When I first applied to be on the board of the South Asian Student Association, I did not know what I wanted to do. I just knew it was time to start stepping into a leadership role. When the chance to be a THON Chair came up, I knew I could not refuse. Being a part of the THON community at Penn State is just one of those things that you know you have to do before you graduate. To be a part of an organization that commits to making real change in the world.

I did not know what to expect at first. The previous year's THON chairs of my organization all reached out and congratulated me and said how this would be one of the most rewarding years of my life. And they were right. As cancer is a disease most of America is all too familiar with, I knew I could make a difference as a THON Chair. So my co-chair and I started planning all of our moves out for the whole year starting last summer.

With every fundraiser that passed by and every fundraising trip we took, I could already see a difference in myself. Something inside of me ignited with every dollar raised, wanting to raise even more—because even one more dollar can make a difference. When we took our first canvassing and ribbon sales trips, I fell in love with THON even more. Seeing almost 40 people in our organization come together and spend entire weekends fundraising for the kids was like nothing I have ever seen before. From waking up early to staying up and bonding, we all knew the one thing uniting us was raising money for the cause. After each of those weekends, I always had two feelings: one of pride and one of excitement for more.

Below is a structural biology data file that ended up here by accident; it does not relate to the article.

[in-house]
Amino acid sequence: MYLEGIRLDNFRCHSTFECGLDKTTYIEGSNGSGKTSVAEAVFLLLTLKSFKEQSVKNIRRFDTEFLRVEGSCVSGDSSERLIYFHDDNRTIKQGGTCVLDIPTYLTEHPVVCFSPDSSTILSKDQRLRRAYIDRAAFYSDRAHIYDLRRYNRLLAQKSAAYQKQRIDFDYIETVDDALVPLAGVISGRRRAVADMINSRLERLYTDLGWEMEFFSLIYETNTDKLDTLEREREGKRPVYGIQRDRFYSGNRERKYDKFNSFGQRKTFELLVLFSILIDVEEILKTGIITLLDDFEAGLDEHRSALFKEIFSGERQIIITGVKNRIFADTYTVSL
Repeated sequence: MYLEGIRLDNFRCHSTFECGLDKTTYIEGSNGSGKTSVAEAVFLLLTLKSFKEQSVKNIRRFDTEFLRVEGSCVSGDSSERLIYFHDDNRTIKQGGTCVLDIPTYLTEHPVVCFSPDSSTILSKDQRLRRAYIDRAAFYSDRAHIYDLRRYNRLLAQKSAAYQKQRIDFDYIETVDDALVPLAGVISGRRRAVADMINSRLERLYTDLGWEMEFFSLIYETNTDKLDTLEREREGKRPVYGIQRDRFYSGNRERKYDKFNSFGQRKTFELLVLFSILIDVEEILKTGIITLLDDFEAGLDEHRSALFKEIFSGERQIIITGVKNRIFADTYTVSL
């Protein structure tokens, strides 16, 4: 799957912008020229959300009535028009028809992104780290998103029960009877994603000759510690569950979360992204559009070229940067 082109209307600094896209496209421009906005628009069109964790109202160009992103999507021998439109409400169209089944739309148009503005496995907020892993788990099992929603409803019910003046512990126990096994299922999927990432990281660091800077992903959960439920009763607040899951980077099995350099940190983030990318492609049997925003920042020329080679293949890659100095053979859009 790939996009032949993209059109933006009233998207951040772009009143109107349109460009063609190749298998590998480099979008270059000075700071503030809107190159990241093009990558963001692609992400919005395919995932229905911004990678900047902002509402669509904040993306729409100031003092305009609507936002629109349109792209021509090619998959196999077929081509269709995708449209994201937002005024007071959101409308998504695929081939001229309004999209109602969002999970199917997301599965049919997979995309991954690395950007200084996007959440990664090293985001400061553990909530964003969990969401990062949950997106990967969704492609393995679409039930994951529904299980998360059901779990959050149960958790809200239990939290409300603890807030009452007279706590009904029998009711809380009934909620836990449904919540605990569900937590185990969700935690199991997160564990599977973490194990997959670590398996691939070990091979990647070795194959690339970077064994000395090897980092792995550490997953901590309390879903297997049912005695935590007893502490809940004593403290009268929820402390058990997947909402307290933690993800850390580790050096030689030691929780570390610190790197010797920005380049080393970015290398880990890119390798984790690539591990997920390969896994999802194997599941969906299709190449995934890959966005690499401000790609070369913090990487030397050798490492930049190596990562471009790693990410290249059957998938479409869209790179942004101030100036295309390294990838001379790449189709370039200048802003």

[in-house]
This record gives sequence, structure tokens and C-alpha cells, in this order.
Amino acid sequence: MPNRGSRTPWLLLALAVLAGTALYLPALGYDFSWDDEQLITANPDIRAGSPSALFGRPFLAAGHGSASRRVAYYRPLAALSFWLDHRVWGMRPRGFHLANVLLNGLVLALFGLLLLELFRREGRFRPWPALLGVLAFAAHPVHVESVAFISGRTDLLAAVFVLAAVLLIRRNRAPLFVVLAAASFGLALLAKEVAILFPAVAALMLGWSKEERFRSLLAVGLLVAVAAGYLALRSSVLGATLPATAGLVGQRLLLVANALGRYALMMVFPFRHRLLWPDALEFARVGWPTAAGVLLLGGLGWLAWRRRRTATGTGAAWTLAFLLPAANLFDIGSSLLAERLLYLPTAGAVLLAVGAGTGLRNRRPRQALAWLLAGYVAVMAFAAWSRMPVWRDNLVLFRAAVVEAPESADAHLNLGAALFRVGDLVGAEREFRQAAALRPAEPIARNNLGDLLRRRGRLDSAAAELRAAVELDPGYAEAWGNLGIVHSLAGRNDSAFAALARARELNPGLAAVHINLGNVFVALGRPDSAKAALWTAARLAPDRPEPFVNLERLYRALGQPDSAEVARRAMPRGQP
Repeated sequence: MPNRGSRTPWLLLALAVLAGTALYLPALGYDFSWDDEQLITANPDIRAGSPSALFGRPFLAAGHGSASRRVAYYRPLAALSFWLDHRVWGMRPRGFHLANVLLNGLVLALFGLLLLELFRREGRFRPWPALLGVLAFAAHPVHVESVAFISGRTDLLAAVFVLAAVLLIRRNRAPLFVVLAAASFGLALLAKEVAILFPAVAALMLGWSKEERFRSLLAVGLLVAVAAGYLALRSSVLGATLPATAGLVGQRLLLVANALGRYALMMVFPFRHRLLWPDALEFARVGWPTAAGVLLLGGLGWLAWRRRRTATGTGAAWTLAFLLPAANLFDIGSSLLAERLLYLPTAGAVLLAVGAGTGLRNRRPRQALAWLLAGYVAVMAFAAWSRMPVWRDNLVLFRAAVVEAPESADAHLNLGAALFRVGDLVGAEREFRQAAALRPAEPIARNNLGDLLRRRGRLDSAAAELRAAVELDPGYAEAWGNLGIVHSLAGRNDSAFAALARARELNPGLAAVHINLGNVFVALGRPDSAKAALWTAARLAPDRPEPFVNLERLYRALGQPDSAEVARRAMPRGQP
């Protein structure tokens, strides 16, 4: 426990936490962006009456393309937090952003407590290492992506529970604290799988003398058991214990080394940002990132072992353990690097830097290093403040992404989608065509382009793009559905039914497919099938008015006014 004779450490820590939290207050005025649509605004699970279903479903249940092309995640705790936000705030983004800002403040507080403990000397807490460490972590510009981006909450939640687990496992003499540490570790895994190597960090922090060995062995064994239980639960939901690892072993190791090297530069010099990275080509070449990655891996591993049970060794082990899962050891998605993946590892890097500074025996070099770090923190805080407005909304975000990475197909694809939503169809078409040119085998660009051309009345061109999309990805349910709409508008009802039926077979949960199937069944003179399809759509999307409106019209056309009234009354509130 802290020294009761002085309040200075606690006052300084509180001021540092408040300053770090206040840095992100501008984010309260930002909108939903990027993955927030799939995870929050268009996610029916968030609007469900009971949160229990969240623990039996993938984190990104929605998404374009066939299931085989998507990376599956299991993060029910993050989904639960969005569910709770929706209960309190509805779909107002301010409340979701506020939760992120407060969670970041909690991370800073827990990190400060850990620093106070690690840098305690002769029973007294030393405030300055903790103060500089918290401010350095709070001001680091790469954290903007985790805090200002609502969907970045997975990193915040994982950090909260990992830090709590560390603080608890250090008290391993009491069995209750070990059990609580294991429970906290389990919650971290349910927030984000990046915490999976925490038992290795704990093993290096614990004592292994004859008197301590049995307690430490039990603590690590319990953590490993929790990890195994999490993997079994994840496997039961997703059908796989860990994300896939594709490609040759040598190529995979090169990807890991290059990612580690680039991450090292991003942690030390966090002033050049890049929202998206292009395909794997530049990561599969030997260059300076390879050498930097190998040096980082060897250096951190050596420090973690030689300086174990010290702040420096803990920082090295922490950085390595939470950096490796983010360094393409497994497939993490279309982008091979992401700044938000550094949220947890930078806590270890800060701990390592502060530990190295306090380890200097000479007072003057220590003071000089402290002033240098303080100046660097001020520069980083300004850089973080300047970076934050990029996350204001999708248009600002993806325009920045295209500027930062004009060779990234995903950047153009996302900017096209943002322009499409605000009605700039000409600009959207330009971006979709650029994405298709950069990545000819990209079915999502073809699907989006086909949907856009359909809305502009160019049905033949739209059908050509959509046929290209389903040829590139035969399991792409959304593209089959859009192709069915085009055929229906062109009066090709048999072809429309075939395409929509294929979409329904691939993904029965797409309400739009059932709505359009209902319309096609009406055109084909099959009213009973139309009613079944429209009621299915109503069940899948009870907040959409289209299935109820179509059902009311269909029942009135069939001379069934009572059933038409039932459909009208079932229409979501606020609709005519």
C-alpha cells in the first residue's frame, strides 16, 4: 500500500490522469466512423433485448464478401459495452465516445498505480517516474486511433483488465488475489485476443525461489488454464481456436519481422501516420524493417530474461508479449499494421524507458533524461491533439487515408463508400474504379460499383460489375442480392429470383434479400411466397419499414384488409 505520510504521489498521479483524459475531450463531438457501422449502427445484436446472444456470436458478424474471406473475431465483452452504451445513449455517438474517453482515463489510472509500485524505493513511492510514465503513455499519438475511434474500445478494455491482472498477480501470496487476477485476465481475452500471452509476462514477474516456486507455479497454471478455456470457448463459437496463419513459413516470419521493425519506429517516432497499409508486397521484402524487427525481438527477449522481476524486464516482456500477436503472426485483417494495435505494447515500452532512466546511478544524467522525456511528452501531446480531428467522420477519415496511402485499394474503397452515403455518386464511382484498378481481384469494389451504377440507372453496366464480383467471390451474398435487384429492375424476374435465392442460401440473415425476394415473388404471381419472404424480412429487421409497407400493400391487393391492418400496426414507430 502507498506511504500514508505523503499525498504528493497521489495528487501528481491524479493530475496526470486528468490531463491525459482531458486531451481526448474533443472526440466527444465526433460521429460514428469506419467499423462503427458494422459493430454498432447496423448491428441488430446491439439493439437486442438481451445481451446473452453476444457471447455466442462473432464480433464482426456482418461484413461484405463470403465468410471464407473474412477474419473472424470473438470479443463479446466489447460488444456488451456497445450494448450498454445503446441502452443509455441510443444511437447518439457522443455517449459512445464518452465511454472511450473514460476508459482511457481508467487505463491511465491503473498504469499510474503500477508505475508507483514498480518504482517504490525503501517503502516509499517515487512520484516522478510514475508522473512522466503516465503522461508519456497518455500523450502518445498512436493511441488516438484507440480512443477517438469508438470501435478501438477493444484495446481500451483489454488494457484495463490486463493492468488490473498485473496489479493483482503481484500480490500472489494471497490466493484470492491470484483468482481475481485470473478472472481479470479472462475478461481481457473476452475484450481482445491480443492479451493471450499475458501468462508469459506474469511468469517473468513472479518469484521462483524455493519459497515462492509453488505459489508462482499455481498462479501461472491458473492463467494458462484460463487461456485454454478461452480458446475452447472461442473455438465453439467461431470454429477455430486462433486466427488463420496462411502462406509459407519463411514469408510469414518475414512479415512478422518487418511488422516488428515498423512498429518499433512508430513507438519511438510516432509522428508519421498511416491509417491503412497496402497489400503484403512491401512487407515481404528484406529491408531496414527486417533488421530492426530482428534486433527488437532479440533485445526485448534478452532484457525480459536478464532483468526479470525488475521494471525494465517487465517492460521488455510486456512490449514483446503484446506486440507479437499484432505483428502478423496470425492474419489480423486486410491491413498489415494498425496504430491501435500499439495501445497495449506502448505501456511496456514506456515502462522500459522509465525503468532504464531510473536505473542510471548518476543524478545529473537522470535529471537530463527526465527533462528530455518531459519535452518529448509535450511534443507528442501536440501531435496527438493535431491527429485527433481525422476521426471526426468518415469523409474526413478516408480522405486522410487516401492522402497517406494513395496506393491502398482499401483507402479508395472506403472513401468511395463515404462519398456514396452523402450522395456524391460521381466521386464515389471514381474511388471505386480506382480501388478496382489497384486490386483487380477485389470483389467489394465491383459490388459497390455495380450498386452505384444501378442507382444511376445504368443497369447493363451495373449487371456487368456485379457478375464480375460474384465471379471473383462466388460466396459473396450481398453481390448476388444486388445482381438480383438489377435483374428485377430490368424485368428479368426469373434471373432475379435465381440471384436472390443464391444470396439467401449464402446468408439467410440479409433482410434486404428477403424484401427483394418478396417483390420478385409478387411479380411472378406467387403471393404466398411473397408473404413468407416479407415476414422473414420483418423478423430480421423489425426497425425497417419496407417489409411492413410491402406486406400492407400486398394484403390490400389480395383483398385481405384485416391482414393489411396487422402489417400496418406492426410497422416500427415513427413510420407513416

But what people do not tell you is how hard it can be. When a fundraiser does not go as planned or gets canceled at the last minute, there is this feeling of defeat that you have to work past. Or that you and you co-chair are going to try hard to motivate people but not everyone will feel the same way as you about THON, and you just want to tell them all of the wonderful things we can do for the kids and make them understand, but you can't.

More than once, I can remember feeling frustrated that we may not meet our goals but for reasons out of our hands. But then you see all of the pictures on the THON social media pages of the children affected by cancer, still smiling and the joy they find during THON weekend, and you remember why you do this. You do it for them. You do it for their futures. You do it so every little boy and girl out there have a chance at growing up.

With THON right around the corner, I am so proud to be a THON chair. I feel okay about all of the downs, and happy about all of the ups because no matter how much we raised as an organization, we have the chance to help make life a little better for the children and their families affected by cancer. And I know that everything we do, it is for the kids.